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For the last few years the internet has abounded with expressions ending in a kinda of "though-tag" in final position, especially in comments to GIFs and the like, such as the following:

That tongue at the end tho. (imgur)

That victory dance though. (imgur)

I'd very much appreciate it if somebody, problably a native speaker, could add an explanation with some synonyms.

----------EDIT-----------------------

The pics in imgur are no longer titled as they were when this post was created.

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In standard usage, sentence-final "though" (optionally preceded by a comma) is used where the current sentence or phrase qualifies or limits what was said earlier. E.g., it might point out a flaw or drawback, or conversely a silver lining or mitigating circumstance.

  • He's handsome. Kinda dumb though.
  • It's beautiful. Real expensive though.
  • Forrest Gump wasn't very smart, but he was honest though.

This is slightly informal, more common in speech than in writing. Note that it cannot be substituted with "although" in this context.

The usage you noted, which does not involve any prior sentence and is often written with "dat" and "tho" or even "doe", seems to be a modern Internet meme usage.

The website Know Your Meme discusses the "dat X tho" meme and credits one particular viral Vine from 2013 for popularizing it. See the link, the dialog is:

  • [Purse snatcher grabs a girl's purse and runs off with it]
  • "Help, my purse!"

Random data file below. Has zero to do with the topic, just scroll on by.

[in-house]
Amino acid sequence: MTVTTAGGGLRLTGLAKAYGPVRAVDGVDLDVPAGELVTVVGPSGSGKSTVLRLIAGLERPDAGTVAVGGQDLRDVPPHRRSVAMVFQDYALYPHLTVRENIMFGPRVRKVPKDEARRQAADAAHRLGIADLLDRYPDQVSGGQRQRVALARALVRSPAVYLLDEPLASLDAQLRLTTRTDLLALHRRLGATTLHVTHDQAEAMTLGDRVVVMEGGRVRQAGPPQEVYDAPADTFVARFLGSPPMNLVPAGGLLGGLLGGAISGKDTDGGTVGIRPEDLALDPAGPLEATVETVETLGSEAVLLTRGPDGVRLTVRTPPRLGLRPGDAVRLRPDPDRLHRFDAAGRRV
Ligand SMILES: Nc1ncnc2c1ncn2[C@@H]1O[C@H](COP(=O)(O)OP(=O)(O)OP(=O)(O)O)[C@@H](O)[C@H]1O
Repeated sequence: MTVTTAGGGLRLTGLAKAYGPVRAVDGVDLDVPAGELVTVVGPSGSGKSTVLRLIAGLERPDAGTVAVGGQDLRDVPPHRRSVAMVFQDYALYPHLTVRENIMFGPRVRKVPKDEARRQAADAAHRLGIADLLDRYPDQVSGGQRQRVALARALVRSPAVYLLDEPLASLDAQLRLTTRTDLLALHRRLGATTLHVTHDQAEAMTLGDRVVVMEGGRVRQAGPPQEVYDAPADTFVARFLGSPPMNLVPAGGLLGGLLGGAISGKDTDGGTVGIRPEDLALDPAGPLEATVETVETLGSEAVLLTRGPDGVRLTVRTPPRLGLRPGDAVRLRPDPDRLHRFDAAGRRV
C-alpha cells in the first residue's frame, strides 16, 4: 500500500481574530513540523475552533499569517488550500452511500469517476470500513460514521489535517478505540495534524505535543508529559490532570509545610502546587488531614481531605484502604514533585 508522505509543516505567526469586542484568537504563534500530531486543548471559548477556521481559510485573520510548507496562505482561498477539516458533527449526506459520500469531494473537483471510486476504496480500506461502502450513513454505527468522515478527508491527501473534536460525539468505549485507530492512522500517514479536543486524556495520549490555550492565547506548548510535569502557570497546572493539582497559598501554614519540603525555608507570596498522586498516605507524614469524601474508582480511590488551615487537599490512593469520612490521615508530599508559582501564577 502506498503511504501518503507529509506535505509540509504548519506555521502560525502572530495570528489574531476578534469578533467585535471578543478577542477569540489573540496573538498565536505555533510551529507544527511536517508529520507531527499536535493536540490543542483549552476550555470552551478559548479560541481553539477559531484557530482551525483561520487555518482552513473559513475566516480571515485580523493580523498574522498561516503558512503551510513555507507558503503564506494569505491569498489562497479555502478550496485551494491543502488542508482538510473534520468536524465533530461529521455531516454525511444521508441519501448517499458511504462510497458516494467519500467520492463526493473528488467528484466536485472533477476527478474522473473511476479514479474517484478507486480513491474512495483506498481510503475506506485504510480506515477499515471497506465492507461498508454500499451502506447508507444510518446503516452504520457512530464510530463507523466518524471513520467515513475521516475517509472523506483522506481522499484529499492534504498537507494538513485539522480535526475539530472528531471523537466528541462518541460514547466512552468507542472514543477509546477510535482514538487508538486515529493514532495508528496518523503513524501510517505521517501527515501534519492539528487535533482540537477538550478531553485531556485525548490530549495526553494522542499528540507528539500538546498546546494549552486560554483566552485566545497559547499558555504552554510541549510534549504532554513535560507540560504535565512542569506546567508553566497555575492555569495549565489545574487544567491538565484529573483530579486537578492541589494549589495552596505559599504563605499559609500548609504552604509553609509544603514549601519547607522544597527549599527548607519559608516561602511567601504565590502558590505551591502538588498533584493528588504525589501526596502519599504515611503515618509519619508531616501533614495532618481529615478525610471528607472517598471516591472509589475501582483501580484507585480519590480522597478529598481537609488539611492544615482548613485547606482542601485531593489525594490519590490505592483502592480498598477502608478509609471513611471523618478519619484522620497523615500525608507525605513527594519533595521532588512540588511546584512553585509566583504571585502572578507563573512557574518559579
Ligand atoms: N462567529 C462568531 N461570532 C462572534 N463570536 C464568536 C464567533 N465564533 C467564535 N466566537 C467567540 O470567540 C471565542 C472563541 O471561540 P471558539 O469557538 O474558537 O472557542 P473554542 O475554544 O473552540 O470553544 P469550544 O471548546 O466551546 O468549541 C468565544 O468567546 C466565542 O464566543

• "I'll save you!"
  • [Would-be savior performs a useless stunt instead of helping to catch the thief] "Woo hoo!"
  • "He's already gone."
  • "Yeah but that backflip tho."

The fact that he skillfully executed a backflip is humorously presented as a mitigating circumstance for criticism that he failed to act to stop the crime.

Urban Dictionary has an entry for "dat ass doe" (i.e., "that ass though"), expressing the thought that if a girl has a pleasing posterior it mitigates the fact that her face may not be so pretty or her intellect substandard. In other words, there is an implied and unspoken earlier phrase.

However in practice, I think "tho" is sometimes simply added gratuitously to the end of a "dat" phrase and then its usage morphs to be just an emphatic particle. Perhaps like sentence-final Canadian "eh?", except without the rising tone.

Sorry for the above example, but Urban Dictionary didn't have another less sexist "dat" phrase to cite. Know Your Meme mentions that "dat ass" itself probably originated on the 4chan website circa 2009.

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  • Yet, what about the following one, which is a title itself, without previous discussion whatsoever? imgur.com/gallery/ofrJGLT I've even heard this 'particle' in a positive sense without a previous context, so after 5 minutes playing quietly videogames, somebody all of a sudden claims "the (pc) game is quite good, though". – GJC Mar 15 '16 at 13:52
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    I addressed this above: However in practice, I think "tho" is sometimes simply added gratuitously to the end of a "dat" phrase and then its usage morphs to be just an emphatic particle. – ghostarbeiter Mar 15 '16 at 13:57
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The use of "though" at the end of the sentence can differ. It can carry the meaning of contradiction (~"however"). From bbc.co.uk: